Respect the Silences: Thoughts on Flat Notes, Thoughts on Rage

Scenes from the Internet: In which an irate New Yorker berates a trumpet-playing street performer (“you’re a no-talent, self-consumed, mediocre piece of shit”).

So I mean the most basic lesson we can take from this is that you don’t make threats you’re not willing to follow through on. Our apoplectic little music critic loses his credibility the instant he raises that trash bag—not the most frightening of weapons, it should be said, unlikely to provoke fleeing in terror—and just lets it hang up there while our trumpet player plays on.

Now, all of apoplectic little music critic’s ranting is just a trash bag held aloft, really—a bluff that’s already been called. There’s something in all of us that recognizes the blustery tirade as the place-filler for action, hot air expanding the space between ranter and doer like a particularly pissed-off balloon. If someone is the type of person who is going to hit you about something, they just hit you about something.

Perhaps all rage, then, or at least all non-physical rage, is impotent rage. It’s only when there’s nothing to be done—either explicitly or because of the failings of the angriest party—that it makes much sense to shout about it. It’s not just as simple as blowing off steam (though that must help), but about showing everyone else how horrible that trumpet player really is, how offensive his flat notes are. It’s about showing you his rage and wanting you to feel it with him; about empathy, in maybe its most twisted form.

trumpet fight

But then we’re back to the trash bag above the head, never in danger of coming down. Outrage might get channelled sometimes, but seldom is anyone ever whipped up into a frenzy by outrage alone: it’s only the already aggrieved who join the protestors. Generally, we might just be a little taken aback; when the apoplectic little music critics of the world are waving their bags above their heads, we might also snicker, might even fire up our video phones so that the whole world can snicker with us. We are never turned from indifference to manning the barricades against flat trumpet players by even a well-timed rant. It’s something to be watched, not something to join.

Because the question to be asked of the enraged is “Who are you?” Who are you to get so irate? Who are you that you think this is an acceptable way to be? Who are you to interrupt my peace and quiet or this, at any rate, benign afternoon with your ridiculous anger? Who are you to demand my attention, to demand that I participate in your weird, unwelcome demonstration? You’re nothing to me. This performance is nothing to me.

And there’s basically no justification that could even be offered, once the question is asked. We know who the people are who are allowed to ask us for our attention—know them even better, or at least think we do, if they’re allowed to ask for our empathy. I assume this is why charity canvassers wear vests; we can say no, but at least we’re never wondering who they are. So you are educated, and you believe in some cause, and you’re not even asking for all that much; who are you to just approach me on the street?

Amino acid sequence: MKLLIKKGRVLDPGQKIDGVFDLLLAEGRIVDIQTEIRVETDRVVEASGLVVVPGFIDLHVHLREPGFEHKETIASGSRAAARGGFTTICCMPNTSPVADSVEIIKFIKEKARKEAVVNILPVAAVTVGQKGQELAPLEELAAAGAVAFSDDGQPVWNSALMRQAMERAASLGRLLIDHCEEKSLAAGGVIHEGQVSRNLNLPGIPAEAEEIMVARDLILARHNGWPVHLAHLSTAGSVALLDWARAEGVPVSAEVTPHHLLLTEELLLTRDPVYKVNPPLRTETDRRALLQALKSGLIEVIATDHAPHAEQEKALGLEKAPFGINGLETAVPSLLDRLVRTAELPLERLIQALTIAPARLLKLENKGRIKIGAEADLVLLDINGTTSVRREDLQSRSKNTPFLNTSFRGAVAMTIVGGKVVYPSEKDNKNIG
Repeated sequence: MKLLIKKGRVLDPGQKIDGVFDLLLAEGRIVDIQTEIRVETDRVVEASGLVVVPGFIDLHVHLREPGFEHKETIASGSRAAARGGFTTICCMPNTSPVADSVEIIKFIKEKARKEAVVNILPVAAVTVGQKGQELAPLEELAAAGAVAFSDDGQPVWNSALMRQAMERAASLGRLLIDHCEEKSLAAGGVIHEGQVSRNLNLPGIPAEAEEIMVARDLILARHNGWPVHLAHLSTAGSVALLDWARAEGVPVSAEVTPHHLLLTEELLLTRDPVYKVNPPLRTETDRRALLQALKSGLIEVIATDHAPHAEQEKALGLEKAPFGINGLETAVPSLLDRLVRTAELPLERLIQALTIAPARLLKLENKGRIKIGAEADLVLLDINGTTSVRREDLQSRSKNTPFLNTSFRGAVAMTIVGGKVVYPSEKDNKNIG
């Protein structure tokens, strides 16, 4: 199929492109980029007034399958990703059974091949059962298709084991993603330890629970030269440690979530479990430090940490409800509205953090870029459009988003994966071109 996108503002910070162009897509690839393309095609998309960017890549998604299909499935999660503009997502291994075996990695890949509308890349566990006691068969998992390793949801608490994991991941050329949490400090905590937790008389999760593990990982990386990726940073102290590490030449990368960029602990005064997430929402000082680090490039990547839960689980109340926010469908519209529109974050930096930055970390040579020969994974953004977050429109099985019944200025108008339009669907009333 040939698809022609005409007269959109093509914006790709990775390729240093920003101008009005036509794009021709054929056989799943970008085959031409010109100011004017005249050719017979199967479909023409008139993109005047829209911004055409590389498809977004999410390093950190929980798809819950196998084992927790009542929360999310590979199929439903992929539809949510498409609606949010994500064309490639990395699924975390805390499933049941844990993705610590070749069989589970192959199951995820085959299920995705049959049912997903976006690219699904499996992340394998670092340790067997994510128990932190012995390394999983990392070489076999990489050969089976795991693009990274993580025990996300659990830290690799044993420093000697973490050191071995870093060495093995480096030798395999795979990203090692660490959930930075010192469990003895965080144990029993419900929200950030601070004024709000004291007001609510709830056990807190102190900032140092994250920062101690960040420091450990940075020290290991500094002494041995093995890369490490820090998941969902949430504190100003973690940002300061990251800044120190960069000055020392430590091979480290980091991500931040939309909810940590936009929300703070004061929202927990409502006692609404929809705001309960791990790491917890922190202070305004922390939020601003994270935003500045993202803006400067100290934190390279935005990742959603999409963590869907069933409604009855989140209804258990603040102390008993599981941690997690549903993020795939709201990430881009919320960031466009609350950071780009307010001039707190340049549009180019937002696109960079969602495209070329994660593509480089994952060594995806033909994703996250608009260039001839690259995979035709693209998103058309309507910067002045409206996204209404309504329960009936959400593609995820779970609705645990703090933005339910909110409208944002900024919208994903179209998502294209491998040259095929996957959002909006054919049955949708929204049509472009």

But then, who am I to even take umbrage about anyone asking for my sympathy? I’m educated, or reasonably so. I have good taste in music and funny Internet videos; that’s what my friends and some of my acquaintances tell me. I have good taste in friends and acquaintances, because none of them have ever—not my knowledge, at least—waved a trash bag above their head and wielded their academic credentials in an endless rage about a trumpet player, even if he does sound flat to (even) an untrained ear. I am not at all prone to overblowing slights, or at least not minor slights, and I am hardly ever angry about anything, and effectively never publicly apoplectic. Sucka.

I am, however, prone to turning someone’s language back at them, and definitely laughing at their absurd little fits, and maybe sharing the video a little before I stopped laughing at it, and accusing them, all of them, of being ultimately impotent, and am pretty proud of not using my education as a cudgel. (Or at least not explicitly; I did just use the word “cudgel.”) And, needless to say, pretty super satisfied that I could turn my sniggering into thinking. Isn’t just the whole goddamn world ripe for my thoughtful consideration?

So I mean the most basic lesson we can take from this is that you don’t make threats you can’t follow through on. And “Who are you?” is one hell of a threat.

Find Hazlitt on Facebook / Follow us on Twitter


Tuca the Toucan: Mind If I Cut In?
Tuca dabbles in a little heroism and comes to the aid of a perfectly safe newborn.